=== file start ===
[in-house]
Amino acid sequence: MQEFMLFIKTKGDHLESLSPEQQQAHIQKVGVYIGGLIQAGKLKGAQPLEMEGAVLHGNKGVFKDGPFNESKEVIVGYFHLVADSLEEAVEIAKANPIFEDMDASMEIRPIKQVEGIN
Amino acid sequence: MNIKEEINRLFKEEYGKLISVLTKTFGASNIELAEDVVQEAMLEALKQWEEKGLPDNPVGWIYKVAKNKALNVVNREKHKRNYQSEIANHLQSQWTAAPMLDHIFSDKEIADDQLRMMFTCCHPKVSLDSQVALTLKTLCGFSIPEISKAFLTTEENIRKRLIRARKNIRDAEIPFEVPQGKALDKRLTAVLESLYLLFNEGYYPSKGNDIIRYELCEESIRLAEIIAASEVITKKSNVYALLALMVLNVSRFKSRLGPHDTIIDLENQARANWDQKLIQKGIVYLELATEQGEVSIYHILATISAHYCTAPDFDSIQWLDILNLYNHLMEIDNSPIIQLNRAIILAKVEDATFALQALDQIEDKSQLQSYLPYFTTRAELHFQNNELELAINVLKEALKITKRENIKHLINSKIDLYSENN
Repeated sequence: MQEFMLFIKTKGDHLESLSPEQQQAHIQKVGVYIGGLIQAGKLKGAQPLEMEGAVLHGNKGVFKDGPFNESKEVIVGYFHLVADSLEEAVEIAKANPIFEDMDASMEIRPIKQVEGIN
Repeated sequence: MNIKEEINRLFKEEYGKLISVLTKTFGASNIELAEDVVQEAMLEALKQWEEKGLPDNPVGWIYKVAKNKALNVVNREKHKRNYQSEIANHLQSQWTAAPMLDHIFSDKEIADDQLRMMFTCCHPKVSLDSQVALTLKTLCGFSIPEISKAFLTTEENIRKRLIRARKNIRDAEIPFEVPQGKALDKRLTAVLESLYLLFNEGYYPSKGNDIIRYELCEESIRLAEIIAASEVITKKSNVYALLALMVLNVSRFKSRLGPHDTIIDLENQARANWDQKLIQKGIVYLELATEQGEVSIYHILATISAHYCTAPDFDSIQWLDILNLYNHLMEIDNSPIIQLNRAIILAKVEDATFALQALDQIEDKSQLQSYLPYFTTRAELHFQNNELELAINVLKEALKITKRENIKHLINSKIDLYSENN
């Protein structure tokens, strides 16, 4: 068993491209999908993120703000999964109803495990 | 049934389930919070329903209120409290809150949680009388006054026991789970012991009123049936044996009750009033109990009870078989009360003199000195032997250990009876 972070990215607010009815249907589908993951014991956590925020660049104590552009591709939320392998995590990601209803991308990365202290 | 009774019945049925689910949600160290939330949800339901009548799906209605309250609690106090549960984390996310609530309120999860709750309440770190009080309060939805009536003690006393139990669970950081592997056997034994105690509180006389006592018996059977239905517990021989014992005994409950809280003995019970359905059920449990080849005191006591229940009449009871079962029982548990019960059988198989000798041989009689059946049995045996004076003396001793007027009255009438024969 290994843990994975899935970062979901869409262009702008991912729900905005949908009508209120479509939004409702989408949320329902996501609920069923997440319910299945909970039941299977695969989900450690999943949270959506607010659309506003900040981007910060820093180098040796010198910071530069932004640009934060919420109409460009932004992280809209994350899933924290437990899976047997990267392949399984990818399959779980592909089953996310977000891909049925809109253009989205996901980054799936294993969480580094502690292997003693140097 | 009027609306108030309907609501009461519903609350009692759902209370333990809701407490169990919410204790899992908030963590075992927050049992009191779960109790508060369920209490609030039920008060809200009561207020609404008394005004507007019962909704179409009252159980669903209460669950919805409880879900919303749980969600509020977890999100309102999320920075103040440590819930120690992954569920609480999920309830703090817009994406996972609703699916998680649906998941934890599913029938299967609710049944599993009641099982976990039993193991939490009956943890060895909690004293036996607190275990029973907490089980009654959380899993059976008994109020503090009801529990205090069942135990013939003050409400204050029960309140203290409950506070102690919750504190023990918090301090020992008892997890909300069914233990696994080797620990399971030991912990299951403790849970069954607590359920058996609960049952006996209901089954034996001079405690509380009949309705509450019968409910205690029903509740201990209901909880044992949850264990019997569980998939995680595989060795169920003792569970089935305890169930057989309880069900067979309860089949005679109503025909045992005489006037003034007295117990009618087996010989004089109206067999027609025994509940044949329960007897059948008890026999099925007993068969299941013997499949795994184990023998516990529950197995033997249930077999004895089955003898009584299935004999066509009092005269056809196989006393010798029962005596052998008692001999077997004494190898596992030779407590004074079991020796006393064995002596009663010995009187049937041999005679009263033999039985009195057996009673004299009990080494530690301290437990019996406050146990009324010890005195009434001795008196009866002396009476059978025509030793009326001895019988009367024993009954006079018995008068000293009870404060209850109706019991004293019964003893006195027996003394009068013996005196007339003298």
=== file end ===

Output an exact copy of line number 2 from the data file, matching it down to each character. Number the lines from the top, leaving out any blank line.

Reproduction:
Amino acid sequence: MQEFMLFIKTKGDHLESLSPEQQQAHIQKVGVYIGGLIQAGKLKGAQPLEMEGAVLHGNKGVFKDGPFNESKEVIVGYFHLVADSLEEAVEIAKANPIFEDMDASMEIRPIKQVEGIN